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A City in Transition
The 2008 Summer Olympics changed the face of Beijing, and the changes keep on coming. Just about everywhere you look you'll find signs of the feverish development boom that is continuing where the games left off. Whole city blocks were razed to make way for state-of-the-art Olympic venues, new hotels, and modern buildings. The subway system was expanded from two to eight lines—15 lines should be open by 2015—including a link from downtown Beijing to the airport.
The new projects, many designed by top international architects, are impressive to say the least. Twelve brand-new Olympic venues were built from scratch, with another 11 existing structures renovated.
Gearing up for the Games
For the Chinese government the Olympics wasn't just about new sports venues and improved urban infrastructure. The Olympics were supposed to be the country's coming-out party, a peaceful celebration of a rising superpower. Efforts were made to reduce the serious pollution that still grips the city, and Beijing's Communist Party secretary promised to "reeducate" people used to cheering and jeering players at sporting events.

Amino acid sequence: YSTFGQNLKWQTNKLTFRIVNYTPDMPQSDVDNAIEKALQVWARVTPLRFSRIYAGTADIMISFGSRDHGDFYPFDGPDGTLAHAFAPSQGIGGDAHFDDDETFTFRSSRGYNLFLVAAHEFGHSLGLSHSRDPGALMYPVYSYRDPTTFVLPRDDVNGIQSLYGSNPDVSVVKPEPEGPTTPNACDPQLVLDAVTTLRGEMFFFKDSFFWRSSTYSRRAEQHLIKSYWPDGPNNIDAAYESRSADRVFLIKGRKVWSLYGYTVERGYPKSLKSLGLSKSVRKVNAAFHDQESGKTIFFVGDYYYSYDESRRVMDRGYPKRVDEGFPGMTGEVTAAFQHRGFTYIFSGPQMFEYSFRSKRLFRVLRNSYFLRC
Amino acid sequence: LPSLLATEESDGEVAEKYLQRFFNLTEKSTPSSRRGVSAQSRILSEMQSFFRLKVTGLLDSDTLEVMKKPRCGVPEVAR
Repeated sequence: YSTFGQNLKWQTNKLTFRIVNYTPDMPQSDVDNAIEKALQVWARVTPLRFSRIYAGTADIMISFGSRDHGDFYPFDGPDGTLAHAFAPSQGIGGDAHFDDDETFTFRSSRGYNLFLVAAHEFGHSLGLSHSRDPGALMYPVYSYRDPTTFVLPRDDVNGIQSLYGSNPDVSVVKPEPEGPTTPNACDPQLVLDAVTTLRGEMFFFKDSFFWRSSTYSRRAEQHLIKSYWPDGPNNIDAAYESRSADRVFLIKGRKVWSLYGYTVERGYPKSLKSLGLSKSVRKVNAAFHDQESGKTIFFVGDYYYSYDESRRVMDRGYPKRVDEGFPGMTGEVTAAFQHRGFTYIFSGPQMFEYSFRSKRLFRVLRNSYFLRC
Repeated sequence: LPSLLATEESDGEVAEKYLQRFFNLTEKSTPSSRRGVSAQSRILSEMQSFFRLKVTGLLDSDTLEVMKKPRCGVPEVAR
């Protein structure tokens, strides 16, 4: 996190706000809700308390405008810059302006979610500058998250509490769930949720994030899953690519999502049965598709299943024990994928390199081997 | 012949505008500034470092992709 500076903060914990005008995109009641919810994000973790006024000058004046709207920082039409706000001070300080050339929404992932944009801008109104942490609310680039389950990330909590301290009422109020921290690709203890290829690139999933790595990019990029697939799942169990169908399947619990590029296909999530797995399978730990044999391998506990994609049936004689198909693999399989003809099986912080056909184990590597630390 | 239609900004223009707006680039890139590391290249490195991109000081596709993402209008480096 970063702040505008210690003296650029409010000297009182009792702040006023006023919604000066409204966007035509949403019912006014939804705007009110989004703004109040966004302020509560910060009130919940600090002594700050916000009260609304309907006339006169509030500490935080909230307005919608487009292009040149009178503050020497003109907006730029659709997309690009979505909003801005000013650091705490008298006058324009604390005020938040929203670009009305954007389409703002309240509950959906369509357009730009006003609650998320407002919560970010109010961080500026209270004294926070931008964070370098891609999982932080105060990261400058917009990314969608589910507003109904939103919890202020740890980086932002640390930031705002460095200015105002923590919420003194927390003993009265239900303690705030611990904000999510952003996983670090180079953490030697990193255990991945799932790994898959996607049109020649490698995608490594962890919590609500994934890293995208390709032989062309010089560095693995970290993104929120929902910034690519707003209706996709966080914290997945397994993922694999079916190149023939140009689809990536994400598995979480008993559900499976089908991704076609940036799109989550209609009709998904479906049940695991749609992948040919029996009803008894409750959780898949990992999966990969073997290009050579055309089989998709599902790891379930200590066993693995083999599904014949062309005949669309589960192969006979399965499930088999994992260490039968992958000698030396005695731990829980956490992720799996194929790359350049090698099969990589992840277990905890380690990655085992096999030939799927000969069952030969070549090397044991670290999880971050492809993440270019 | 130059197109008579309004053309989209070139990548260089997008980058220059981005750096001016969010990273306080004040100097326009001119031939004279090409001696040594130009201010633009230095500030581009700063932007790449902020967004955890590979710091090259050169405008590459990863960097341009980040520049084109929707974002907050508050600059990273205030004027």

All did not go as planned from the very beginning. An international relay of the Olympic torch met with fierce anti-China protests across the globe after riots broke out in Tibet. The flame was later carried to the top of Mt. Everest, but the event was shrouded in secrecy. A huge earthquake on May 12, 2008, killed tens of thousands of people in southwest China, further dampening the festive atmosphere. Security concerns resulted in strengthened enforcement of visa policies for foreigners, giving the city the atmosphere of an armed camp. During the games, reports surfaced on the arrest and detention of Chinese citizens who had submitted applications to protest.
Growing Up: Beijing Under Construction
The skyline of Beijing was once famously flat—before a forest of pre-Olympic cranes rose above the remnants of traditional hutong neighborhoods. After winning its bid to host the 2008 Olympics, Beijing became "the world's largest construction site," a rowdy playground for international architects with little regard for traditional Chinese design. The city is now home to brash, breathtaking structures.
Beijing Capital Airport, Terminal 3
With its lantern-red roof shaped like a dragon, Beijing's airport expansion embraces traditional Chinese motifs with a 21st-century twist: its architect calls it the "world's largest and most advanced airport building." This single terminal contains more floor space than all the terminals at London's Heathrow Airport combined. Construction started in 2004 with a team of 50,000 construction workers and was completed a few months before the Olympic Games. Beijing Capital Airport.
Architect: Norman Foster, the preeminent British architect responsible for Hong Kong's widely respected airport.
Beijing Linked Hybrid